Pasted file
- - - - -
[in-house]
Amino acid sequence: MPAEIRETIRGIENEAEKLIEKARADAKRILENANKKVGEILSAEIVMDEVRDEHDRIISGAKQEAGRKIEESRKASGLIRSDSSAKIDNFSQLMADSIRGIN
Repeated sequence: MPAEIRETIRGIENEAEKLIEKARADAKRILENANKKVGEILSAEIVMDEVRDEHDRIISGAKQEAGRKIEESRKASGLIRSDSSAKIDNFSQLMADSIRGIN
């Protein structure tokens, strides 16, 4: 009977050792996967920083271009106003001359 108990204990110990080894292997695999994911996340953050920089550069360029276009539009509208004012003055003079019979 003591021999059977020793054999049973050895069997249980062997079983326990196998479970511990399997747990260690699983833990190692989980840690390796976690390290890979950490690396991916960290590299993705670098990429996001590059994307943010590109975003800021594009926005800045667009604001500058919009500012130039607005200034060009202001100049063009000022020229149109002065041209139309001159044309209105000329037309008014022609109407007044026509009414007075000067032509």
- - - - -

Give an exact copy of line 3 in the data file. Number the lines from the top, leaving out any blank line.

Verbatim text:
Repeated sequence: MPAEIRETIRGIENEAEKLIEKARADAKRILENANKKVGEILSAEIVMDEVRDEHDRIISGAKQEAGRKIEESRKASGLIRSDSSAKIDNFSQLMADSIRGIN